Professional Development

In the '2008 ALA Annual' Category...

More ALA from Wanda

Monday, July 28, 2008 10:57 am

“Counting Opinions” (CO) is an instantaneous, continuous customer feedback system designed specifically for libraries. It provides libraries with innovative, comprehensive, cost-effective ways to measure and manage their customer satisfaction and performance data, including open-ended customer feedback, trends, benchmarks, outcomes and peer comparisons. ZSR Library has just become a beta partner for the product. Susan, Lauren P. and Kevin are soon to be in product install mode. To learn more about the product, I attended the CO Users group meeting held during ALA this past June. I must admit they had me when the discussion began comparing feedback forms and how they are distributed or left lying on the counter and how we hope someone will take one complete and return it. Mounted on our website, the CO survey lets the patron know continuously how interested you are in hearing their opinions. Patrons are prompted at random times to take a survey or offer input on a particular topic.  You can create categories such as staff, services, facility and collections. The categories are created by each individual library. Feedback reports are available and searchable by categories. You have the ability to create notes, clarify comments, or track what you did in response to a comment or suggestion. You can tag comments by categories and rank them as positive, neutral etc. The feedback can be ranked as either high or low priority.  However you can’t deliver a response to an individual because the survey is anonymous. I think CO will be good for us!

With all the focus lately on ergonomic assessment, the LAMA sponsored session entitled “Ergonomics in Libraries: Human –Centered Design for library Facilities” was of particular interest to me. Ergonomists seek to apply the knowledge about human capabilities and limitations to the design of facilities, workstations, equipment, tools and job. The design of our work space and the furniture we use affects our health, our safety and our productivity. How can we best manage all of these factors? Is it possible for workers and planners to speak the same language? Then, how can we afford to implement and redesign our workspaces? These are questions that all of participants in the audience seemed to be seeking answers for. The primary goal of human-centered design is to develop a workspace that “fits” the worker. Conducting a task analysis to understand current process and risks is essential to the evaluation. Here at ZSR, I think we would benefit from a refreshers course on ergonomic do’s and don’ts. I also believe it a good idea to incorporate some ergonomic training within our student orientation. Here’s a summary of some of the known activities that increase pain and the likelihood of injury:

• Handling heavy books 32%
• High repetitions 25%
• Using computers 18%
• Shelving books 18%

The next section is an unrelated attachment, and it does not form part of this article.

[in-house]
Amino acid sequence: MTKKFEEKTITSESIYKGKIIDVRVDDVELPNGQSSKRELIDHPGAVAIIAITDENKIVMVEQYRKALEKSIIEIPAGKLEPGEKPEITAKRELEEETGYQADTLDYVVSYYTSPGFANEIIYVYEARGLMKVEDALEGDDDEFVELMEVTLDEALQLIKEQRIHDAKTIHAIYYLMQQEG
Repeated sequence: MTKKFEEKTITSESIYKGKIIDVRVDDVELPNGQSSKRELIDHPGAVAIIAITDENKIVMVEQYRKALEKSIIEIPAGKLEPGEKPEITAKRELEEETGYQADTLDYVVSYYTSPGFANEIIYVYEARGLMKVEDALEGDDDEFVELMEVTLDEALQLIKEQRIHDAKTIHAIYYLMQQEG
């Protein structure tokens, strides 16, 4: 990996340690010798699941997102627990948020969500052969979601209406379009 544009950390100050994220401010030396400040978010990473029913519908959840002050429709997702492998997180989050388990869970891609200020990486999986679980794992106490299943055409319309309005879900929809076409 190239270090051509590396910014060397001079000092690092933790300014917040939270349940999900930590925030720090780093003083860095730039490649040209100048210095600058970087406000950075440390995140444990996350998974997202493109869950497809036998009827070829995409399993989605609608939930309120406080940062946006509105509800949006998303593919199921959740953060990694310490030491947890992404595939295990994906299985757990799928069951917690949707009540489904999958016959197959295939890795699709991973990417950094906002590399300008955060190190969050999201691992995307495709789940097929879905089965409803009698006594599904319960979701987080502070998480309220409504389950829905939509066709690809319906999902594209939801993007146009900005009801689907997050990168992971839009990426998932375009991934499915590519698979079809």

• Handling books co tenuously for more than 2 hours 15%

In June I was appointed for a two year commitment to the ALA Advocacy Committee. We held our first inaugural meeting during ALA even though our committee didn’t become official until the close of the 2008 conference. During our first meeting we spent much of the day deciding on a definition for advocacy. Here’s what surfaced: “turning passive support into educated action” or in other words, empowering people to take action on behalf of their libraries. Our committee’s charge is to support the efforts of advocates for all types of libraries; to develop resources, networks and training materials. I just may come looking for ideas so feel free to share any thoughts you may have on advocacy initiatives for today’s libraries. — Wanda

Lauren C.’s ALA Annual

Friday, July 11, 2008 4:09 pm

One session I attended had possible practical application for us and is summarized immediately below. Following that are summaries of my committee work, which formed the main focus of the Anaheim conference for me.

“Institutional Repositories: New Roles for Acquisitions”

This was a panel discussion on Monday, June 30, 1:30 pm – 3:30 pm, with three speakers describing implementation of D-Space, but I did not hear any mention of traditional acquisitions staff playing a new role. It was more about which materials the represented institutions are adding to their repositories (mostly electronic theses and dissertations) and the organization and accessibility of the materials, so to me the focus was more cataloging-oriented. The speakers were: Peter Gorman, University of Wisconsin-Madison; Maureen P. Walsh, Ohio State University; and Terry Owen, University of Maryland.

Peter Gorman (Wisconsin-Madison) discussed the importance of copyright and mentioned using Circular 22 for investigating copyright status and said that the first half is “scary” and the second half is a “good resource.” He mentioned that Stanford has an online database of copyright renewal records and suggested looking at flowcharts from Bromberg & Sunstein LLP and from Cornell.